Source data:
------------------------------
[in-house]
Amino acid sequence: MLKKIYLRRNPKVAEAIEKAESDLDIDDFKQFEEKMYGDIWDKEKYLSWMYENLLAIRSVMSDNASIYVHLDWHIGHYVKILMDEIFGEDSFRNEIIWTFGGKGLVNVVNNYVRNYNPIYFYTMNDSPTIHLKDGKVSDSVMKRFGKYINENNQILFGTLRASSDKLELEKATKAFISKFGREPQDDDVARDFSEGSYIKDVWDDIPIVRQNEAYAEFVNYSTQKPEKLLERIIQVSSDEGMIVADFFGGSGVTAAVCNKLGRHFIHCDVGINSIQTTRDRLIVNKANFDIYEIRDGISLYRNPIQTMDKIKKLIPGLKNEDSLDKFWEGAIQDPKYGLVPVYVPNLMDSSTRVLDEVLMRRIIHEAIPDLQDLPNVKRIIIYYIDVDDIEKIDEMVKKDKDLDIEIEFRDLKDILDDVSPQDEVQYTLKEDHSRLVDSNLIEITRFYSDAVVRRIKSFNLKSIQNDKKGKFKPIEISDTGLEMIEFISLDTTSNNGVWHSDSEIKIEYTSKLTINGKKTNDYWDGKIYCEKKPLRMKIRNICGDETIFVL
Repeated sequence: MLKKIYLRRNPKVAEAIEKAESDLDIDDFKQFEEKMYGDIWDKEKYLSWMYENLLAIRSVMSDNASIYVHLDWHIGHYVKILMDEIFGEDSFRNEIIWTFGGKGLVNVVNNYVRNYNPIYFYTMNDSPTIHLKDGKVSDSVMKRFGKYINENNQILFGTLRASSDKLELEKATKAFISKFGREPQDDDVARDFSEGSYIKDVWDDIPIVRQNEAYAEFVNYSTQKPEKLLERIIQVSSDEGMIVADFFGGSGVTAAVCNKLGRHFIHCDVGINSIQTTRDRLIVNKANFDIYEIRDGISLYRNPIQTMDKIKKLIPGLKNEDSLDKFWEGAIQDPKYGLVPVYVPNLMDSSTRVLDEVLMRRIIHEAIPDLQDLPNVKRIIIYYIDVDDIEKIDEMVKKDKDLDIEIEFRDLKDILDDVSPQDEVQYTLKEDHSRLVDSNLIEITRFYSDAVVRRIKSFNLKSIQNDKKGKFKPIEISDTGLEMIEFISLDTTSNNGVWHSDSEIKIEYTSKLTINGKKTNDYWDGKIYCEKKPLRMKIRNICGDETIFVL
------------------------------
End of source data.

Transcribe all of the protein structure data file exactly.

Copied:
[in-house]
Amino acid sequence: MLKKIYLRRNPKVAEAIEKAESDLDIDDFKQFEEKMYGDIWDKEKYLSWMYENLLAIRSVMSDNASIYVHLDWHIGHYVKILMDEIFGEDSFRNEIIWTFGGKGLVNVVNNYVRNYNPIYFYTMNDSPTIHLKDGKVSDSVMKRFGKYINENNQILFGTLRASSDKLELEKATKAFISKFGREPQDDDVARDFSEGSYIKDVWDDIPIVRQNEAYAEFVNYSTQKPEKLLERIIQVSSDEGMIVADFFGGSGVTAAVCNKLGRHFIHCDVGINSIQTTRDRLIVNKANFDIYEIRDGISLYRNPIQTMDKIKKLIPGLKNEDSLDKFWEGAIQDPKYGLVPVYVPNLMDSSTRVLDEVLMRRIIHEAIPDLQDLPNVKRIIIYYIDVDDIEKIDEMVKKDKDLDIEIEFRDLKDILDDVSPQDEVQYTLKEDHSRLVDSNLIEITRFYSDAVVRRIKSFNLKSIQNDKKGKFKPIEISDTGLEMIEFISLDTTSNNGVWHSDSEIKIEYTSKLTINGKKTNDYWDGKIYCEKKPLRMKIRNICGDETIFVL
Repeated sequence: MLKKIYLRRNPKVAEAIEKAESDLDIDDFKQFEEKMYGDIWDKEKYLSWMYENLLAIRSVMSDNASIYVHLDWHIGHYVKILMDEIFGEDSFRNEIIWTFGGKGLVNVVNNYVRNYNPIYFYTMNDSPTIHLKDGKVSDSVMKRFGKYINENNQILFGTLRASSDKLELEKATKAFISKFGREPQDDDVARDFSEGSYIKDVWDDIPIVRQNEAYAEFVNYSTQKPEKLLERIIQVSSDEGMIVADFFGGSGVTAAVCNKLGRHFIHCDVGINSIQTTRDRLIVNKANFDIYEIRDGISLYRNPIQTMDKIKKLIPGLKNEDSLDKFWEGAIQDPKYGLVPVYVPNLMDSSTRVLDEVLMRRIIHEAIPDLQDLPNVKRIIIYYIDVDDIEKIDEMVKKDKDLDIEIEFRDLKDILDDVSPQDEVQYTLKEDHSRLVDSNLIEITRFYSDAVVRRIKSFNLKSIQNDKKGKFKPIEISDTGLEMIEFISLDTTSNNGVWHSDSEIKIEYTSKLTINGKKTNDYWDGKIYCEKKPLRMKIRNICGDETIFVL